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Russian apologies

It is now clear that officials in the Russian security services were a part of the plot to kill Alexander Litvinenko.

Even if the order did not come from the top, agents within the State apparat connived in the assassination of a British citizen.

Therefore it is all the more distasteful that the Russians should have criticized the publication of Mr. Litvinenko's deathbed accusations against President Vladimir Putin.

As Dame Pauline Neville-Jones said "bloody cheek!".

Whatever the plots and machinations behind this sinister murder, the fact is that Russian agents were complict in the crime. The Russian government should understand that in previous times, this would have been considered and act of war against the Queen's peace. Instead of criticism, the British government has a right to demand full co-operation from the Russian government.

If we don't get it, then that would be tantamount to an admission of guilt.

Russia doesn't do apologies- while Blair busies himself apologizing for the slave trade of three centuries ago, there are Russians alive now who took part in one of the greatest single acts of mass murder in history: the Great Soviet Terror.

We would do well not to forget the psychological damage that has been inflicted on Russia by the Terror, we would, however, be even more foolish to accept uncivilized behaviour as the norm from the Kremlin.

"Never apologise, never explain" was Stalins's policy- we must not accept it from Putin.


Anonymous said…
Finlandisation arrives on Downing Street...
Anonymous said…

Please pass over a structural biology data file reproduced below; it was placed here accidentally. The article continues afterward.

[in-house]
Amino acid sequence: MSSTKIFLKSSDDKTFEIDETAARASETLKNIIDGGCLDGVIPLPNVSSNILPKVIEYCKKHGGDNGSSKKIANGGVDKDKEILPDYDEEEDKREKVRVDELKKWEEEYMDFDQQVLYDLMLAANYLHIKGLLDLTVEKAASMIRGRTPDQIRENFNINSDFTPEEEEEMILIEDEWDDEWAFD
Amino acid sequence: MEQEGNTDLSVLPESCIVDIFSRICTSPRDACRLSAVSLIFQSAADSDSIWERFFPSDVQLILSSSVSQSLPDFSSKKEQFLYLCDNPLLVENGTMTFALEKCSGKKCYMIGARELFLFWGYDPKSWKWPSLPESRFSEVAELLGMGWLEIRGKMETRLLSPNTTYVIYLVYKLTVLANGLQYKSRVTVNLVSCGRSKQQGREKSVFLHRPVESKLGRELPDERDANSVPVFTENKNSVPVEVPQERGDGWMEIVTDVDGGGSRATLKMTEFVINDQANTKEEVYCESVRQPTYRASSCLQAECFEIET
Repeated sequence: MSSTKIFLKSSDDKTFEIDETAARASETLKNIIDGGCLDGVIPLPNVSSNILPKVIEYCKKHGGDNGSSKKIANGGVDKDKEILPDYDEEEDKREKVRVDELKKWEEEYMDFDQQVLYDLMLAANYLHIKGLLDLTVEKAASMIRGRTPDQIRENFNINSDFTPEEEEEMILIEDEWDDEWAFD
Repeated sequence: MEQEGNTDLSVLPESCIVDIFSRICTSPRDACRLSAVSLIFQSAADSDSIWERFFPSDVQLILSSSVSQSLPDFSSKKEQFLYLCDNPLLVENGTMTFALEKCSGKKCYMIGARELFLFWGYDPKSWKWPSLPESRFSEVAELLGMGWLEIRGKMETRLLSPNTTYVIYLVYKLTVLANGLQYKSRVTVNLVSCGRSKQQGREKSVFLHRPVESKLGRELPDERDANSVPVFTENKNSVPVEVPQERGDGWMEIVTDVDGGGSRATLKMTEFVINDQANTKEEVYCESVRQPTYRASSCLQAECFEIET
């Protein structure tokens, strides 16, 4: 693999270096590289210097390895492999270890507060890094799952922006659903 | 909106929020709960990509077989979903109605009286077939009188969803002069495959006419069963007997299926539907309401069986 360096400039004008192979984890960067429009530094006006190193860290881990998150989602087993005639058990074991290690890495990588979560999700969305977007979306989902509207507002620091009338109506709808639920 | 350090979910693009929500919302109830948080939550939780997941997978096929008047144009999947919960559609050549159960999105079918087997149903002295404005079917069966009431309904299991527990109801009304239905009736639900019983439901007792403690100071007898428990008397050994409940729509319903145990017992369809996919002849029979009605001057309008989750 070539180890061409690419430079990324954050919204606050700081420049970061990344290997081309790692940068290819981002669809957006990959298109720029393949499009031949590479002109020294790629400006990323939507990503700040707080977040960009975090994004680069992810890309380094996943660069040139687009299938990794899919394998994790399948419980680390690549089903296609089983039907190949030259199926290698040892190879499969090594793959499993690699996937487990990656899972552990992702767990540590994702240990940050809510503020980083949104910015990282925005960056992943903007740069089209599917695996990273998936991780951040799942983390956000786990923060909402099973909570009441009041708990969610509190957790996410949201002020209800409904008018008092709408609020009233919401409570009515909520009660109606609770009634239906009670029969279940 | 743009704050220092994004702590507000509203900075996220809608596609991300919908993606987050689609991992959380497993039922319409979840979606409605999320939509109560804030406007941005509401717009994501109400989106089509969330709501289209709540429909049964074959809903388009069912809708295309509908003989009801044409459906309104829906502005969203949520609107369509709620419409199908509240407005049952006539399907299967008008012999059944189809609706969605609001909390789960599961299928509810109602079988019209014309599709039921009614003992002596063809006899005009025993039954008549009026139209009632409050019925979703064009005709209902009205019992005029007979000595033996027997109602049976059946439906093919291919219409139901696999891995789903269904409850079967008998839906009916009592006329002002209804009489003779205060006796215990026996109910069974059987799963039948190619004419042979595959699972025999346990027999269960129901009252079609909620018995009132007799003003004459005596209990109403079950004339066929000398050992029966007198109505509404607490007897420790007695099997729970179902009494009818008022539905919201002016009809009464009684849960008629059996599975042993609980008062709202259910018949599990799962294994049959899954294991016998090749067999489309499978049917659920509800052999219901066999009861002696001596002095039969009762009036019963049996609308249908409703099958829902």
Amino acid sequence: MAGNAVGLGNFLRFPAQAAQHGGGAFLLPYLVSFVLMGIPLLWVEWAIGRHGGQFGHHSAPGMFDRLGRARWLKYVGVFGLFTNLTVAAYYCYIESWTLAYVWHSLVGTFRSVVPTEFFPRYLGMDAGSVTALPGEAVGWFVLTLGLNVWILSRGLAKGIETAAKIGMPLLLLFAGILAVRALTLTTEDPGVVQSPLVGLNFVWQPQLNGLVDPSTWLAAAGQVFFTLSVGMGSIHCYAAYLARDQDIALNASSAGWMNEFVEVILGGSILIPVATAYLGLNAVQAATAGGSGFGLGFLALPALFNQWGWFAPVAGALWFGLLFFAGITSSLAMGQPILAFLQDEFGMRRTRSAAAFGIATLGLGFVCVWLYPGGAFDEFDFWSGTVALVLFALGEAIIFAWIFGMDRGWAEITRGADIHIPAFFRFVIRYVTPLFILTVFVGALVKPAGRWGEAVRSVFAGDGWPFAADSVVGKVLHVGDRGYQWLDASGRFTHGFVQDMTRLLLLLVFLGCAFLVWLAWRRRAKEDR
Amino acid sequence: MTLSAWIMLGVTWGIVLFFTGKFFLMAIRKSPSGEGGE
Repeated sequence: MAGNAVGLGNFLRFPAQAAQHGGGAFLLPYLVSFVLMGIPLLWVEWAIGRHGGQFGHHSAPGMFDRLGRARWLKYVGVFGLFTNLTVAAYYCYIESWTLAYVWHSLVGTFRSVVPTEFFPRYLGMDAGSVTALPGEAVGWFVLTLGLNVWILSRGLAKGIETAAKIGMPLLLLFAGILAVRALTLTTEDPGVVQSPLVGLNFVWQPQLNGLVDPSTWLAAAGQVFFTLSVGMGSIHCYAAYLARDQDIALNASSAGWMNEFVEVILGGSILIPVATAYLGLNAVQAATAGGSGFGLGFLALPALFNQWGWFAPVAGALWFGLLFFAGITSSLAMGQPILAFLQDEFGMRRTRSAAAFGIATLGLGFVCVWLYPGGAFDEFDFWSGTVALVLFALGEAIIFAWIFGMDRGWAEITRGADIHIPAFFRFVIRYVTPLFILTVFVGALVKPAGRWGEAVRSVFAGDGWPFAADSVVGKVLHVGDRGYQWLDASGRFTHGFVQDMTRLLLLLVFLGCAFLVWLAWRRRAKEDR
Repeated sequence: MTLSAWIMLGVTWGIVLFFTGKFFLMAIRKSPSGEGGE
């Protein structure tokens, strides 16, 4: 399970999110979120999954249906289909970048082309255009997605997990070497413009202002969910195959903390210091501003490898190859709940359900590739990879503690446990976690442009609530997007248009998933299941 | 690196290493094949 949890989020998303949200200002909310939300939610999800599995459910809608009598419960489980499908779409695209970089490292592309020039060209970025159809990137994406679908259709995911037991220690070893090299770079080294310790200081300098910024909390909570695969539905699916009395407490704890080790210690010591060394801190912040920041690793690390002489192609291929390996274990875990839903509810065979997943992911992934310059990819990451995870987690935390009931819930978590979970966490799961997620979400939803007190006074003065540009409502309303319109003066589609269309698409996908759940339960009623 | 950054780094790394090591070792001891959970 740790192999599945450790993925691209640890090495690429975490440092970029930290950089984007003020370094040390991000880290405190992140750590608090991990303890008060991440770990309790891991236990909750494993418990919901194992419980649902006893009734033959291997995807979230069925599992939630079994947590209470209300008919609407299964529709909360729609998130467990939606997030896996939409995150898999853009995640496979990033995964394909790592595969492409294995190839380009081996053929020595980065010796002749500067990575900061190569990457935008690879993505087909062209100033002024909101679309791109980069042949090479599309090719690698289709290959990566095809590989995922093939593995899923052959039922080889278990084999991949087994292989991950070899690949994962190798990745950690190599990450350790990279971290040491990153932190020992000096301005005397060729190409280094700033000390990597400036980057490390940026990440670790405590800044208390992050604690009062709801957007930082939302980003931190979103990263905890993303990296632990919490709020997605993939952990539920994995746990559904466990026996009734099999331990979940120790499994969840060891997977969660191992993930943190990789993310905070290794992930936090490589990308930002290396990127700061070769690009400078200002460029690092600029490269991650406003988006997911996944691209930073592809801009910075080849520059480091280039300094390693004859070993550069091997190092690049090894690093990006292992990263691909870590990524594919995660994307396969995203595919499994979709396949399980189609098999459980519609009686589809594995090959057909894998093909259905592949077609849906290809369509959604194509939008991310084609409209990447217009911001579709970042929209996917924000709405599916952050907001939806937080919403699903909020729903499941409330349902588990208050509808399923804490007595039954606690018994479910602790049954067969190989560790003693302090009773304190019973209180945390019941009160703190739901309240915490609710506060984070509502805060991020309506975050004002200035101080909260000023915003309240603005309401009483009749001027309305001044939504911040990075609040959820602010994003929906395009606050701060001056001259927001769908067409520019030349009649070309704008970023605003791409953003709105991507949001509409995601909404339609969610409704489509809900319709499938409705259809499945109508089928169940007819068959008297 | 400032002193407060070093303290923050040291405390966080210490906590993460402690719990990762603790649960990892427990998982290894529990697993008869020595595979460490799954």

I think you (along with most of the media) are jumping the gun a little here.

Yes there is certainly evidence linking the assassination with Russia but that evidence is still only circumstantial. It is still very easy to create scenarios that do not involve the Kremlin, FSB or even FSB renegades.

The radiation on the planes strikes me as strange and could equally be seen as a deliberate seeding to create a Russian link. Certainly if I was smuggling in some radioactive material to the UK I would consider taking a more circuitous route to avoid security screening (perhaps fly into Dublin then take a train to Belfast and fly into Heathrow from there) and store my poison in a sufficiently secure way as to (a) not harm me and (b) not leave a trail of glowing breadcrumbs behind me for investigators to follow.
Cicero said…
rk- as I have said all along, the problem is the polonium.

It is only made at a very limited number of sites under strict security. The composition of the polonium identifies it as having been made at a specific reactor in Russia- one that is under the direct control of the Russian security services.

The cost of the poison in the open market would have been tens of millions.

So- little doubt that we are looking at an operation launched from Russia and by units of the security services with access to polonium.

The only question is was this for or against Putin- and that is not jumping the gun. However, even the obstructionism of the chief prosecutor is not proof that it was Putin directly- but the British are entitled to take it up with and out on the supreme authority of the Russian Federation. VVP has the ultimate moral responsibility, whether he ordered the crime or not.
Anonymous said…
Could you please point me to the press report or whatever that identifies (not speculates) that the material came from a Russian reactor.

Russian Mafia killings in Russia have used methods developed by the KGB. It is entirely feasible that this assassination was carried out without any state involvement at all. I'll admit that I find the knee-jerk defensive attitude of the Russians a little suspicious but then that seems to be their default position when dealing with the world.

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